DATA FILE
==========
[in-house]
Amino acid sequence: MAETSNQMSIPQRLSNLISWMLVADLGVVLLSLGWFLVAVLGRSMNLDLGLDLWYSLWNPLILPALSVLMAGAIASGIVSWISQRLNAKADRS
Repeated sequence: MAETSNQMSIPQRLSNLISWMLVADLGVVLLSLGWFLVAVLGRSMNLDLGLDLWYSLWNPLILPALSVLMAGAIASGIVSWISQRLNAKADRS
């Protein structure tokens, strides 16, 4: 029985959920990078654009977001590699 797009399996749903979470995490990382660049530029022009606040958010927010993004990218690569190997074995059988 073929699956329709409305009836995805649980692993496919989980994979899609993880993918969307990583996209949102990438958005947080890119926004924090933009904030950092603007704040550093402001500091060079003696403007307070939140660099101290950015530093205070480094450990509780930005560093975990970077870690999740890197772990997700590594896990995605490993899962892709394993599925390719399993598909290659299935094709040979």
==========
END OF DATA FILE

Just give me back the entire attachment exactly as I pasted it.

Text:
[in-house]
Amino acid sequence: MAETSNQMSIPQRLSNLISWMLVADLGVVLLSLGWFLVAVLGRSMNLDLGLDLWYSLWNPLILPALSVLMAGAIASGIVSWISQRLNAKADRS
Repeated sequence: MAETSNQMSIPQRLSNLISWMLVADLGVVLLSLGWFLVAVLGRSMNLDLGLDLWYSLWNPLILPALSVLMAGAIASGIVSWISQRLNAKADRS
């Protein structure tokens, strides 16, 4: 029985959920990078654009977001590699 797009399996749903979470995490990382660049530029022009606040958010927010993004990218690569190997074995059988 073929699956329709409305009836995805649980692993496919989980994979899609993880993918969307990583996209949102990438958005947080890119926004924090933009904030950092603007704040550093402001500091060079003696403007307070939140660099101290950015530093205070480094450990509780930005560093975990970077870690999740890197772990997700590594896990995605490993899962892709394993599925390719399993598909290659299935094709040979």